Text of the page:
'char constant' in PIR

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Bob Rogers

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May 25, 2005, 10:17:06 PM5/25/05
to perl6-i...@perl.org
imcc/docs/syntax.pod has the following:

=item 'char constant'

Are delimited by B<'>. They are taken to be C<ascii> encoded. No escape
sequences are processed.

But in fact B<'> behaves like B<"> without escapes or encoding/charset
prefixes:

rogers@rgrjr> cat foo.pir
.sub _main @MAIN
S1 = 'xyzzy\n'
print S1
print ascii:"\n"
.end
rogers@rgrjr> parrot foo.pir
xyzzy\n
rogers@rgrjr>

A syntax for specifying multiple characters without escapes seems like a
useful thing, a la Perl5, but being unable to specify an encoding or
charset seems less useful, even for a single character. In fact, I was
expecting a single character to be represented as an integer internally,
or at least to be easily converted to one, so I was surprised that this
didn't print "120\n":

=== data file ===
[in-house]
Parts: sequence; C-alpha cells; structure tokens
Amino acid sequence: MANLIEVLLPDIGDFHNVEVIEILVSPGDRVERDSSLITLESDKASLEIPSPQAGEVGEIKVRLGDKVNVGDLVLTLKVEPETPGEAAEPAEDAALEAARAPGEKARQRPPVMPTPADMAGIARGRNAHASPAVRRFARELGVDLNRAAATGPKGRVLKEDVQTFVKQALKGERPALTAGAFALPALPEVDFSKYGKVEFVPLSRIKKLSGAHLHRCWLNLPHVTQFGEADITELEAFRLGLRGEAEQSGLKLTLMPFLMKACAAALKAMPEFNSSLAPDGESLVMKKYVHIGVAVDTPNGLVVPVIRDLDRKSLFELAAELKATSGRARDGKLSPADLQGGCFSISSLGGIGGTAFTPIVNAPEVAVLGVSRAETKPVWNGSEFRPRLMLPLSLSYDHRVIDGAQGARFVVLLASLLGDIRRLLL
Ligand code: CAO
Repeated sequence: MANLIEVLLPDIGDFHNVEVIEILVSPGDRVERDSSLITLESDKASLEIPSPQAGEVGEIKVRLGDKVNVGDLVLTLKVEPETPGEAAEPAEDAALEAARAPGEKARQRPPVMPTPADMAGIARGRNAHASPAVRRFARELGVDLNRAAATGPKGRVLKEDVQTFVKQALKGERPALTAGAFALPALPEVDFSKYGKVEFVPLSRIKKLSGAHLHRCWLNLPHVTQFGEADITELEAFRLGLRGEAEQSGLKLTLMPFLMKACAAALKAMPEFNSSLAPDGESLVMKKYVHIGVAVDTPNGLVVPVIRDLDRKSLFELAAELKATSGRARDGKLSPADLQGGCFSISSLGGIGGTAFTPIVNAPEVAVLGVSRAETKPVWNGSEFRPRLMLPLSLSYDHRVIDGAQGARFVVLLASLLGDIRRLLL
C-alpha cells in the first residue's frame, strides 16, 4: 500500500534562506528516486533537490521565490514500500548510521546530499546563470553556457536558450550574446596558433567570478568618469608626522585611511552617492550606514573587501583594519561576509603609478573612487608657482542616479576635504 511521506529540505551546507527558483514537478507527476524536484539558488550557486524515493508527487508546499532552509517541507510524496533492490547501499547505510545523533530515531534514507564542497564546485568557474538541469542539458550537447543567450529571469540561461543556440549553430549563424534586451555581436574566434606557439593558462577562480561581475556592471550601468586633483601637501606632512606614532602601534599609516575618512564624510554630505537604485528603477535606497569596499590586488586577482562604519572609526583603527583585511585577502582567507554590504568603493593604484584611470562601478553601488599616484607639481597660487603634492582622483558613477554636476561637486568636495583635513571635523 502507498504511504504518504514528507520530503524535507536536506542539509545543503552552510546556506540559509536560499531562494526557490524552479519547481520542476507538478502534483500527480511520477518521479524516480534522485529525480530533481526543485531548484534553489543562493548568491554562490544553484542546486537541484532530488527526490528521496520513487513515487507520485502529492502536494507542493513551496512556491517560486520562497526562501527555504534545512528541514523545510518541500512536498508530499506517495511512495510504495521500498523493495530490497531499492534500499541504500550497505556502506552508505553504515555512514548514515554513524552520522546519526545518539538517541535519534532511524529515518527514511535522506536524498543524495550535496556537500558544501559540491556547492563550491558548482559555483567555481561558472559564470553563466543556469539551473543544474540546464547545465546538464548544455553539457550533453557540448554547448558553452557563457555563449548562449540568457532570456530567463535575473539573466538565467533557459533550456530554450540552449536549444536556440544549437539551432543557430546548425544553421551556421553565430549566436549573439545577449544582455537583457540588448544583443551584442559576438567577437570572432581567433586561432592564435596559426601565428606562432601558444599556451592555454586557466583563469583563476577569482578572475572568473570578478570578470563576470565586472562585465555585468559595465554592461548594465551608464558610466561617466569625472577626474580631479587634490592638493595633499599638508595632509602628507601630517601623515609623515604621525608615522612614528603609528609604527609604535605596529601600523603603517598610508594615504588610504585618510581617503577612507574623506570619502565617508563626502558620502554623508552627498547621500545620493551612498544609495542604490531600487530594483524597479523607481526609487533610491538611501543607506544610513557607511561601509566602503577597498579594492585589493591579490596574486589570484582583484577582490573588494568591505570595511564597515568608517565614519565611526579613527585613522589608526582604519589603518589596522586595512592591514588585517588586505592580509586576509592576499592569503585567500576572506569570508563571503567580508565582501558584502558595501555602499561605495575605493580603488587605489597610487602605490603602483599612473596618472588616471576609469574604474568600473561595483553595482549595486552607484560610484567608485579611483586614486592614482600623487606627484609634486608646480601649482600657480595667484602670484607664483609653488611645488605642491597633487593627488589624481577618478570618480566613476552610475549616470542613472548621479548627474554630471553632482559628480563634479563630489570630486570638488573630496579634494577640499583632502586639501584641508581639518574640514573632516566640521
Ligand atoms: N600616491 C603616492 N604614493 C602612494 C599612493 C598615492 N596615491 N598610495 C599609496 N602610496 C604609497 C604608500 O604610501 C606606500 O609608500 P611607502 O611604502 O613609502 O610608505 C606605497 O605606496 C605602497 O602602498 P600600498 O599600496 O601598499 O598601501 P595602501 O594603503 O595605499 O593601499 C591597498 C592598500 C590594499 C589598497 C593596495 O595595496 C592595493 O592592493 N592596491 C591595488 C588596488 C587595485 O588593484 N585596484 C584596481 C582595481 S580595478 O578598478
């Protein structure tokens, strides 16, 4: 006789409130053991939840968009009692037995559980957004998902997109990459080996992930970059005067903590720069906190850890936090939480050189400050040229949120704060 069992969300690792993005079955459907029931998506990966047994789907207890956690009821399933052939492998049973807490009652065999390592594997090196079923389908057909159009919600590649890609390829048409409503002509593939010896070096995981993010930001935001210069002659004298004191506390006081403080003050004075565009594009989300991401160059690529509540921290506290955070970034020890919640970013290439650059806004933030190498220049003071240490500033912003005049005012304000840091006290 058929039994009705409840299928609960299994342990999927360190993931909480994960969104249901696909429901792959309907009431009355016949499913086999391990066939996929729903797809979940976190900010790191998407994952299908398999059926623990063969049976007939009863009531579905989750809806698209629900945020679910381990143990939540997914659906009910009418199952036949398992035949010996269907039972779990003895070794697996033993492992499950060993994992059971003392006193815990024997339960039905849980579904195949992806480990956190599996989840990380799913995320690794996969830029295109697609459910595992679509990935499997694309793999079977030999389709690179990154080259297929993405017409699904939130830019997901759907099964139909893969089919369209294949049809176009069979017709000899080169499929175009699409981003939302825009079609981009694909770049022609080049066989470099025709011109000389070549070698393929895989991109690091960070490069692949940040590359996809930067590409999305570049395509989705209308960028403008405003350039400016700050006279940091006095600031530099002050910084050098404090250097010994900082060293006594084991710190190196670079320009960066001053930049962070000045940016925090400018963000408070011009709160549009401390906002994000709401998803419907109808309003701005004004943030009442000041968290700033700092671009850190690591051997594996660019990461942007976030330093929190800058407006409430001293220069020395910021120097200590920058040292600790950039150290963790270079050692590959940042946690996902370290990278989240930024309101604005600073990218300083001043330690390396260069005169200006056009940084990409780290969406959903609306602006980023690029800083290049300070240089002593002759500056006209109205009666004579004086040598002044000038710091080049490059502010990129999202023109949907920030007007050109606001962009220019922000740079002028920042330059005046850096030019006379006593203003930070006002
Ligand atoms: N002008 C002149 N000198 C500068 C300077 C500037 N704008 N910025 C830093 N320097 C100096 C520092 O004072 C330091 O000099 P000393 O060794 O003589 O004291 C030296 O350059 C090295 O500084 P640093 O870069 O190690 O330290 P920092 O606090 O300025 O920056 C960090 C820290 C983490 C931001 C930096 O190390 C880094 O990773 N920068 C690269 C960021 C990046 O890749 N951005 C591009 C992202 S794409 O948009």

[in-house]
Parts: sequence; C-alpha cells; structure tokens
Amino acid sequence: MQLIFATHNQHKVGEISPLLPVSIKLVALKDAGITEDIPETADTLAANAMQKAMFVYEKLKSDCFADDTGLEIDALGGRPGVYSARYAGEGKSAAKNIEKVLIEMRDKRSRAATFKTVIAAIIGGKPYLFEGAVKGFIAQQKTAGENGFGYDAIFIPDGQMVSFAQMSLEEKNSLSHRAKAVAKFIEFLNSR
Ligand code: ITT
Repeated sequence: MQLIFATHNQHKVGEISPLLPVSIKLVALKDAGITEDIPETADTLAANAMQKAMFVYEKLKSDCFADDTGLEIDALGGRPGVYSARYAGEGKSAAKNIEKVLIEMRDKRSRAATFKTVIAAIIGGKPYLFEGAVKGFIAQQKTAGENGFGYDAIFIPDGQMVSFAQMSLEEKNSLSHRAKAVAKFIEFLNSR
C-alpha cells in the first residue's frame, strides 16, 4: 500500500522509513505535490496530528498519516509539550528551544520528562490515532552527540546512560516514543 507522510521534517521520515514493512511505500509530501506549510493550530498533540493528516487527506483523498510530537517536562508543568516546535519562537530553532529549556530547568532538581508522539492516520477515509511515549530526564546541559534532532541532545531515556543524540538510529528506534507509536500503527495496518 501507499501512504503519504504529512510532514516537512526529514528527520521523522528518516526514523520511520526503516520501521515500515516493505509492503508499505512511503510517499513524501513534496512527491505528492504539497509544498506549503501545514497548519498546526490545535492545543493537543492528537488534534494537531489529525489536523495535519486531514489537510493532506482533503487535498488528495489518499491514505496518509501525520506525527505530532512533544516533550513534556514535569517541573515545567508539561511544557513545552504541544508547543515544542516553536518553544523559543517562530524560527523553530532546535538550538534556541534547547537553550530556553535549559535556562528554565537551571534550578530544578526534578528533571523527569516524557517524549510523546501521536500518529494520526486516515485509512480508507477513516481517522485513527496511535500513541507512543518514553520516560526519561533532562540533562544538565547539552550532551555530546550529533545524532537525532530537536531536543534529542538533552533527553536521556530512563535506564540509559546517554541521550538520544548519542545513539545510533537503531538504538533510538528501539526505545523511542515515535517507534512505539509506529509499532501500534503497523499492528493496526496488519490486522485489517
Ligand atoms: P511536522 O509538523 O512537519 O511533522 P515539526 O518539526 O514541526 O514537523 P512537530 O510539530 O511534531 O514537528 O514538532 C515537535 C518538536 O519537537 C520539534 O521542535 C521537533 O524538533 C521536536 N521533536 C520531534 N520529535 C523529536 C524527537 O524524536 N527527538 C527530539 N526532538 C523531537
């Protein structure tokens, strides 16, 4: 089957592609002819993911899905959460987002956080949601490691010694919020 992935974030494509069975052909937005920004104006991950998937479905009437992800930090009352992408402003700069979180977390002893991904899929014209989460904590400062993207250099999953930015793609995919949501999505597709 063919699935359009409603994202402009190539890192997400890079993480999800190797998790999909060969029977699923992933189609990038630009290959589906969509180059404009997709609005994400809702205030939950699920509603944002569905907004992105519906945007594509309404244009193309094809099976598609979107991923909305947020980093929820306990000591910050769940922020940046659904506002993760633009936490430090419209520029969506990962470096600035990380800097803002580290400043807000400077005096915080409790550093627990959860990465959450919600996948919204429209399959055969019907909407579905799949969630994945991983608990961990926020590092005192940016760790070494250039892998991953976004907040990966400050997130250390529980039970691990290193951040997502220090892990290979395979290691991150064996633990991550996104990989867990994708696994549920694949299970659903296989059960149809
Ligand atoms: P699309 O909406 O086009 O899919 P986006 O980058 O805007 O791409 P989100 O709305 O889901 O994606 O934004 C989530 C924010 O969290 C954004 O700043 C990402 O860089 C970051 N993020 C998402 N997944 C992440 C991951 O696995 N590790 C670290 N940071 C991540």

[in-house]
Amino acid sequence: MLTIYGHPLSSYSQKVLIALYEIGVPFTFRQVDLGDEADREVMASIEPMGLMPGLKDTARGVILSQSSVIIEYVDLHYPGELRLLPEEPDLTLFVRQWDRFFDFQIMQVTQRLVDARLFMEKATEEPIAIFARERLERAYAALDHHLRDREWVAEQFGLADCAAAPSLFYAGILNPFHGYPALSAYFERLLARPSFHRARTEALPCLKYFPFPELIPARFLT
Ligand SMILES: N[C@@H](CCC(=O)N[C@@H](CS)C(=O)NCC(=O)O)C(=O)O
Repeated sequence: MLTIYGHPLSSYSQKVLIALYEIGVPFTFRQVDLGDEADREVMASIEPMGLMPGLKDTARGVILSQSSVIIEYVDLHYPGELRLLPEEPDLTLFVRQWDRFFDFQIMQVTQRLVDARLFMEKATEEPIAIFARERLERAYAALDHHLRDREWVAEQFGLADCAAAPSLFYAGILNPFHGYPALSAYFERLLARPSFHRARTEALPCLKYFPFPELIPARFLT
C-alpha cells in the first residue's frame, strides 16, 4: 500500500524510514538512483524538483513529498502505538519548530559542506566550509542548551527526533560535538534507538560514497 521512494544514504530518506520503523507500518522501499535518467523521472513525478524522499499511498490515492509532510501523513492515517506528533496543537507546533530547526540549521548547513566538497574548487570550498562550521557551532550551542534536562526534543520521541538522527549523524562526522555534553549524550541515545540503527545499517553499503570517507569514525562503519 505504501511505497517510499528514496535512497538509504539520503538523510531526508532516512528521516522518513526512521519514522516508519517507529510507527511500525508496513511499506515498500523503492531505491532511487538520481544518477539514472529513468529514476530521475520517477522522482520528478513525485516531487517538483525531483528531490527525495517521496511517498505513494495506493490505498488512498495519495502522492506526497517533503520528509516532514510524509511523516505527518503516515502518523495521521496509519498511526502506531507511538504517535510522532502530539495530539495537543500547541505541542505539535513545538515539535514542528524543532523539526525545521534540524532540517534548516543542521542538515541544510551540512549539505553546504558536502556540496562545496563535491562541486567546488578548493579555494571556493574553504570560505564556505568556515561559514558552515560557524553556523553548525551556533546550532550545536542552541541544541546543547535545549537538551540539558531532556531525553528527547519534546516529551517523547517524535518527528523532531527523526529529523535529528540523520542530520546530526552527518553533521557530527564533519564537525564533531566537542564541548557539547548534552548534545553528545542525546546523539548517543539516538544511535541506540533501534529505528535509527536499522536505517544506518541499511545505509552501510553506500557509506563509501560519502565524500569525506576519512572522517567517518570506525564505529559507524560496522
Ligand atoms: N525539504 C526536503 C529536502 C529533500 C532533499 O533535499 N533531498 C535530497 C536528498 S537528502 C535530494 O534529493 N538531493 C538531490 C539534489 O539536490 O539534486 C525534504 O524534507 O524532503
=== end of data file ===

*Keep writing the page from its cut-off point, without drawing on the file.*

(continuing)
rogers@rgrjr> cat bar.pir
.sub _main @MAIN
I1 = 'x'
print I1
print "\n"
.end
rogers@rgrjr> parrot bar.pir
0
rogers@rgrjr>

That would seem to be the one reasonable use for character constants,
but 'x' behaves no differently from "x" in this example.

So what should 'x' mean in PIR? I would suggest:

1. B<'> in PIR is like B<'> in Perl5, i.e. accept the status quo,
but add encoding/charset prefix syntax, and fix the doc; and

2. Support character constants via either string syntax by defining

I1 = 'x'

mean the equivalent of

S1 = 'x'
I1 = ord S1

to match my naive assumption. Does that sound reasonable?

-- Bob Rogers
http://rgrjr.dyndns.org/

Leopold Toetsch

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May 26, 2005, 2:22:46 AM5/26/05
to Bob Rogers, perl6-i...@perl.org
Bob Rogers wrote:

> A syntax for specifying multiple characters without escapes seems like a
> useful thing, a la Perl5, but being unable to specify an encoding or
> charset seems less useful, even for a single character.

This is probably rather simply to fix: attach the same lexer rules to
CHARCONSTANT as done with STRINGCONSTANT and the verify and create a
string with the given encoding and charset.

> ... In fact, I was


> expecting a single character to be represented as an integer internally,
> or at least to be easily converted to one, so I was surprised that this
> didn't print "120\n":
>
> rogers@rgrjr> cat bar.pir
> .sub _main @MAIN
> I1 = 'x'

This is also not a big deal, mk_const() or such can handle this.

leo

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